Initial Coin Offering Risk Factors: More Than Just Legalese
This article was originally published on July 7, 2017 in Bitcoin Magazine, a subsidiary of BTC Media, LLC.
Initial Coin Offerings (ICOs) are where cryptographic computing and federal securities laws collide. As investors lacking the technical expertise of early market entrants throw their money into cryptocurrency presales, regulatory agencies like the U.S. Securities and Exchange Commission cannot be expected to sit on the sidelines much longer.
Even if regulators do not act, when a presale results in nothing more than profits for its promoter, a disgruntled investor will inevitably make a private securities fraud claim to try and claw back some of their capital; assuming a court will determine a presale of digital tokens to be a private placement of securities, any such federal claim would fall under Rule 10b-5.
However, without conceding the point as to whether digital assets are securities (enough ink has already been spilled on the Howey test), white papers are evolving into documents resembling private placement memoranda typical in a standard Rule 506 private offering of securities. Additionally, a presale purchase agreement is starting to mirror a standard securities purchase agreement. These hybrid documents represent a hedge against current conventional wisdom that digital tokens are not securities.
Disclosure Is Key
Rather than pulling a set of standard securities offering risk factors and slapping them onto the back of its white paper (increasingly, risk factors are being attached as an exhibit to the technical document), some consensus appears to be emerging among practitioners regarding cryptocurrency risk factors that should be disclosed, including:
- Regulatory risk associated with an undeveloped and emerging body of law both in the United States and internationally;
- Unexpected transfer restrictions resulting from new regulations;
- Uncertain tax consequences relating to an investment in digital assets;
- No guarantee that any digital token will be tradeable on any exchange;
- Illiquidity and volatility of any cryptocurrency;
- Potential loss of digital currencies and wallet risks;
- Malfunction, breakdown or abandonment of Bitcoin or Ethereum protocol;
- 51 percent attack risk with any new cryptocurrency; and
- Failure to properly incentivize miners.
Also, any developer contemplating a presale should take pains to disclose the material risk that the digital token will never make it to an initial coin offering.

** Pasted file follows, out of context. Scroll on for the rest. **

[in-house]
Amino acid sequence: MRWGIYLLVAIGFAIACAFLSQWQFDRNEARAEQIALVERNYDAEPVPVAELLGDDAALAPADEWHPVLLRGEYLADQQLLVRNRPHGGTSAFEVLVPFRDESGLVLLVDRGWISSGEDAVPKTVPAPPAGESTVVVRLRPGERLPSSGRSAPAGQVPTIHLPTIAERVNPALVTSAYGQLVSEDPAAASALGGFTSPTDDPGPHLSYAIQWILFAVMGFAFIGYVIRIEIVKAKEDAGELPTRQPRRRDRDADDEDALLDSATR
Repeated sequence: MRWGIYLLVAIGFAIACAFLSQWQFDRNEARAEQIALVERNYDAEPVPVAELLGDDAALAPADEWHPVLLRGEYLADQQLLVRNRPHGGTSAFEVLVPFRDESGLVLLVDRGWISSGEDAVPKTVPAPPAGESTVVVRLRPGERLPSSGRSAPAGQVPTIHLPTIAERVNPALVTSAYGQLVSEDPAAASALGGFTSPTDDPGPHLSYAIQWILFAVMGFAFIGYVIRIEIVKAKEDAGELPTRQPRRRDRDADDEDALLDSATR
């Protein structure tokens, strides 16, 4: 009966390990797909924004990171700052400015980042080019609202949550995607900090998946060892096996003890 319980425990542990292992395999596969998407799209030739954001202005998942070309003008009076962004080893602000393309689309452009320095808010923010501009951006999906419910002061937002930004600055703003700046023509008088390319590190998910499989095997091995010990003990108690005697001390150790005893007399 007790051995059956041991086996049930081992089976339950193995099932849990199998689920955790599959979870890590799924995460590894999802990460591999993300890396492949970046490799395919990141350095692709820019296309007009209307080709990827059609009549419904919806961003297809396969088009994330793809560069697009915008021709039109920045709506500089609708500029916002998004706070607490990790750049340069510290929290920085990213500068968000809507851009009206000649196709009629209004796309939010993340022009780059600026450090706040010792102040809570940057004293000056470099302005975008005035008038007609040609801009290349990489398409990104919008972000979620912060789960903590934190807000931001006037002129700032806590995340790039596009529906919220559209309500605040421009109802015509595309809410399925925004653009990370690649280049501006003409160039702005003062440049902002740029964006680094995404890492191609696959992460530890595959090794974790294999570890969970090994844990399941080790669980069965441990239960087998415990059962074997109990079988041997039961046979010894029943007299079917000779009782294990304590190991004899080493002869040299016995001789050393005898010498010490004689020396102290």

While not a blanket defense, a robust recitation of the risks associated with an investment in an ICO could be an important tool in blunting a Rule 10b-5 claim or similar action under associated state securities laws, as it may, among other things, short-circuit the required scienter (i.e., bad intent) element.
Generally, claims of fraud and misrepresentation are made only after an investment does not perform and are frequently viewed through the lens of “20-20 hindsight.” Including risk factors and other cautionary language in ICO materials can play an important role in staving off liability under the judicial “bespeaks caution” doctrine, by warning potential investors about what could go wrong or cause an investment not to perform as anticipated.
Caveat Emptor: Some Things to Look For
Counterintuitively, investors should appreciate — and maybe even ascribe value to — seeing risk factors. Risk factors can serve as a “canary in a coal mine” for investors, in a positive sense. Their presence most likely means that a legal team has reviewed the ICO and provided legal diligence and feedback.
On the other hand, potential investors should be very concerned if risk factors are not customized for the ICO. In that case, an investor may wonder whether the ICO simply cut and pasted the risk factors for another project. If so, that could be a red flag that the ICO did not get a legal review, or that the counsel reviewing it is unsophisticated with respect to ICOs.
Until more clarity emerges around the seminal question of whether digital currencies are securities, expect a continuing creep of legalese into the formally technical documents used in ICOs. It is incumbent on all participants in the process to perform due diligence and understand all risks in order to protect themselves.
This article is a guest post by Gray Sasser and Josh Rosenblatt. It does not necessarily reflect the views of BTC Media or Bitcoin Magazine and is for general information purposes only; it should not be taken as investment advice. Investors should conduct their own due diligence and consult with a qualified tax/investment professional before attempting anything described in this article.
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Christopher C. Tieke is an associate in Frost Brown Todd's Louisville office, focusing his practice on business litigation. He graduated from the University of Cincinnati College of Law, with magna cum laude honors; served as an Associate Member of the University of Cincinnati Law Review; and participated in the Entrepreneurship and Community Development Clinic.